For example, some argue that adhering to Kantian fairness can lead to a society with greater inequality. This is because strict adherence to this principle could result in preferential treatment for the privileged and wealthy while leaving less fortunate groups of people at a disadvantage.
Suppose we strive for perfect fairness in all aspects of life. In that case, we may also stifle innovation and progress. For example, enforcing equal access to healthcare or education programs could prevent us from trying new approaches or implementing more effective policies.
Others argue that there are many types of fairness and that we should not limit ourselves to only one variety.
One potential argument against the Kantian Fairness Tendency is that it can be used to justify morally questionable or unethical behaviors.
For example, an individual might try to rationalize their actions based on this tendency, even if they are unjust or harmful to others. An individual might argue that it is “fair” to retaliate against someone who has wronged them, even if this retaliation may be detrimental or excessive.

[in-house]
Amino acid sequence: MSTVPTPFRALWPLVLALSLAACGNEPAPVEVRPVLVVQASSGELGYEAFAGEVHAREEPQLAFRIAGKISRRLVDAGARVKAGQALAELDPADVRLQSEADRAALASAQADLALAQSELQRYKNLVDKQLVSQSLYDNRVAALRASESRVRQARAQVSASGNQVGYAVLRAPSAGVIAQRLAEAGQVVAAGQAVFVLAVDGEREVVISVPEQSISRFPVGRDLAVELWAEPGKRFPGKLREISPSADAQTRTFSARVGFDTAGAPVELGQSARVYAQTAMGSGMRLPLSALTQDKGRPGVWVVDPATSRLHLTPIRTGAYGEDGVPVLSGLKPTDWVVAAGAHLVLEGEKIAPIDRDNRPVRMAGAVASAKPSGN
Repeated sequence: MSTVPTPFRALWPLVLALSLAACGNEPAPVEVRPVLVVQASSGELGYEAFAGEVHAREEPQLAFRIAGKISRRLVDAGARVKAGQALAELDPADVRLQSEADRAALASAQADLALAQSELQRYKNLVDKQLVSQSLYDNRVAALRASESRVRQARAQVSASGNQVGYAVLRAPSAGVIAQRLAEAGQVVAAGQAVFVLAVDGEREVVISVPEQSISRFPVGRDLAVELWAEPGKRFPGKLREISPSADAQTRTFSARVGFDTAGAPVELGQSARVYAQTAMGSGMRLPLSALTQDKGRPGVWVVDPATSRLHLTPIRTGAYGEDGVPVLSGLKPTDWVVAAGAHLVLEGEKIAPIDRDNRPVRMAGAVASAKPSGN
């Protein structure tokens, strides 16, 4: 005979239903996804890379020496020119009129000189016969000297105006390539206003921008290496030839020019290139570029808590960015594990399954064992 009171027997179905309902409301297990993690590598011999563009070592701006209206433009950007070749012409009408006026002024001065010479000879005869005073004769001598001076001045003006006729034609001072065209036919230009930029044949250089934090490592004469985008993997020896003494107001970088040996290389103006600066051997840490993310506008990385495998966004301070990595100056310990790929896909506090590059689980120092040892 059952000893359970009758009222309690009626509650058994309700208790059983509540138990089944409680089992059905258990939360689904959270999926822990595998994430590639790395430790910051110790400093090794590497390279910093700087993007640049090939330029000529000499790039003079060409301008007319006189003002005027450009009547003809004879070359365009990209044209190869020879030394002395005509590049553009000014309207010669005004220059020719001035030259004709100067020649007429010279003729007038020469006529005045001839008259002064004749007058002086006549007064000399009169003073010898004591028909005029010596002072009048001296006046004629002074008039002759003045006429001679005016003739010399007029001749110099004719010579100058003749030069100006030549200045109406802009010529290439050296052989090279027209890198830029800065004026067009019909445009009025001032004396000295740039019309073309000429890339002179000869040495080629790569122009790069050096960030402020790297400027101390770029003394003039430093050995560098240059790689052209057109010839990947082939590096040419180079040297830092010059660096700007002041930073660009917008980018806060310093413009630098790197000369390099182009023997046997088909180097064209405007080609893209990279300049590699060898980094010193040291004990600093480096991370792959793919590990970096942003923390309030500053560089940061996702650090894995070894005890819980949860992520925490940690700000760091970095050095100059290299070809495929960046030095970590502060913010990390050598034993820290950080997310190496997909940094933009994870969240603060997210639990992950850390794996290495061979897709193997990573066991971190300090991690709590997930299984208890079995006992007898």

Another potential argument against the Kantian Fairness Tendency is that it can lead to biases and prejudices. For example, a person might focus on whether an individual is being treated “unfairly” without considering other factors. This could lead to unjust results where certain groups are targeted, harassed, or excluded from specific opportunities.
Another common critique of this tendency is that it can lead us to pursue uniformity and conformity at all costs. This means we may prioritize fairness over other vital factors like compassion, empathy, and innovation.
As a result, we can lose sight of what is best for society and instead focus on meeting arbitrary standards.
“To expect life to treat you good is foolish as hoping a bull won't hit you because you are a vegetarian.” —Roseanne Barr
We must recognize that other factors like compassion and empathy may be necessary when making moral decisions. We must always strive to balance all these essential considerations to achieve fair outcomes.
Through continued examination of the way we make decisions, we can create a more just and fair society for all.
© Alejandro Betancourt, 2022. All Rights Reserved.
DID YOU KNOW?